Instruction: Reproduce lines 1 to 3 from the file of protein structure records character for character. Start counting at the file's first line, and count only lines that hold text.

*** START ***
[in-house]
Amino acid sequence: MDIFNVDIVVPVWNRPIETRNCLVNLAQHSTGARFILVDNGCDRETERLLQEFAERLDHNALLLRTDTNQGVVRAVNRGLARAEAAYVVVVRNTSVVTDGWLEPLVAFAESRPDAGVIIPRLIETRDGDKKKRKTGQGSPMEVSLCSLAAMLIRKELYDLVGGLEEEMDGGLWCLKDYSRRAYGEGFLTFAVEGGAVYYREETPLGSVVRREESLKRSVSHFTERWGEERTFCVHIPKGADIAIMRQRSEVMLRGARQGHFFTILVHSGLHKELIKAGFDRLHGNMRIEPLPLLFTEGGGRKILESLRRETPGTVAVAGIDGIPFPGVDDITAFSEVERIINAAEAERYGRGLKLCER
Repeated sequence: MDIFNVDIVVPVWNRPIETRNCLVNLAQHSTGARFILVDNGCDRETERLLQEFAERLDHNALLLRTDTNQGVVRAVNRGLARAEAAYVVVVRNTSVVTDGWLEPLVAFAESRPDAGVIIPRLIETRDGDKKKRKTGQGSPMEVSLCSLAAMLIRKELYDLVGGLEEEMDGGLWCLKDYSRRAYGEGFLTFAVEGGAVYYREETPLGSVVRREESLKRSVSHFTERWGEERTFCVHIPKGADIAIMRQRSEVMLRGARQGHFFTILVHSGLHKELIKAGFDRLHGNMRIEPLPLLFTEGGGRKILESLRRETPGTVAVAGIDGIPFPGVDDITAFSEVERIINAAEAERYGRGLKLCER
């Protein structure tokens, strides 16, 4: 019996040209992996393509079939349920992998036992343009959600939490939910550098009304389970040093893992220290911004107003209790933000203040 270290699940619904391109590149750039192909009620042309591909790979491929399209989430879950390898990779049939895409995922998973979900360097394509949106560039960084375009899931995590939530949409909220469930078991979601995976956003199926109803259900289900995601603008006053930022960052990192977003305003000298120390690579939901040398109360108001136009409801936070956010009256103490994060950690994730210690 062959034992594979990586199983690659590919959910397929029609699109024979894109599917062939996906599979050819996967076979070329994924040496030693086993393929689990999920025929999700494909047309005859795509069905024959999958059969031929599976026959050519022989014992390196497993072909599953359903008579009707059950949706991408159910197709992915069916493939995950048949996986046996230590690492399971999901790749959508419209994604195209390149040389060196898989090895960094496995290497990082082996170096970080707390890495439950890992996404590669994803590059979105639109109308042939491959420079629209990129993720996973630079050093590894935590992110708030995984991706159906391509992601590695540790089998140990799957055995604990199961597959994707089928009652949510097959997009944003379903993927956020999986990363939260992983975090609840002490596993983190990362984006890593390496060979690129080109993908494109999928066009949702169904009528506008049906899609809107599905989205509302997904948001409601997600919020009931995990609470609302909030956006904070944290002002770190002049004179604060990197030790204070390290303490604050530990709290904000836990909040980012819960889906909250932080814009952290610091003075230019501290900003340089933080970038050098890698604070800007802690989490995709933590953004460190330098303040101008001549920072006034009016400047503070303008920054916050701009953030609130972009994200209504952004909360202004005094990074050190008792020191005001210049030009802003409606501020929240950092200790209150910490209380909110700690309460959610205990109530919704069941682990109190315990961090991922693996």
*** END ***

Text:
[in-house]
Amino acid sequence: MDIFNVDIVVPVWNRPIETRNCLVNLAQHSTGARFILVDNGCDRETERLLQEFAERLDHNALLLRTDTNQGVVRAVNRGLARAEAAYVVVVRNTSVVTDGWLEPLVAFAESRPDAGVIIPRLIETRDGDKKKRKTGQGSPMEVSLCSLAAMLIRKELYDLVGGLEEEMDGGLWCLKDYSRRAYGEGFLTFAVEGGAVYYREETPLGSVVRREESLKRSVSHFTERWGEERTFCVHIPKGADIAIMRQRSEVMLRGARQGHFFTILVHSGLHKELIKAGFDRLHGNMRIEPLPLLFTEGGGRKILESLRRETPGTVAVAGIDGIPFPGVDDITAFSEVERIINAAEAERYGRGLKLCER
Repeated sequence: MDIFNVDIVVPVWNRPIETRNCLVNLAQHSTGARFILVDNGCDRETERLLQEFAERLDHNALLLRTDTNQGVVRAVNRGLARAEAAYVVVVRNTSVVTDGWLEPLVAFAESRPDAGVIIPRLIETRDGDKKKRKTGQGSPMEVSLCSLAAMLIRKELYDLVGGLEEEMDGGLWCLKDYSRRAYGEGFLTFAVEGGAVYYREETPLGSVVRREESLKRSVSHFTERWGEERTFCVHIPKGADIAIMRQRSEVMLRGARQGHFFTILVHSGLHKELIKAGFDRLHGNMRIEPLPLLFTEGGGRKILESLRRETPGTVAVAGIDGIPFPGVDDITAFSEVERIINAAEAERYGRGLKLCER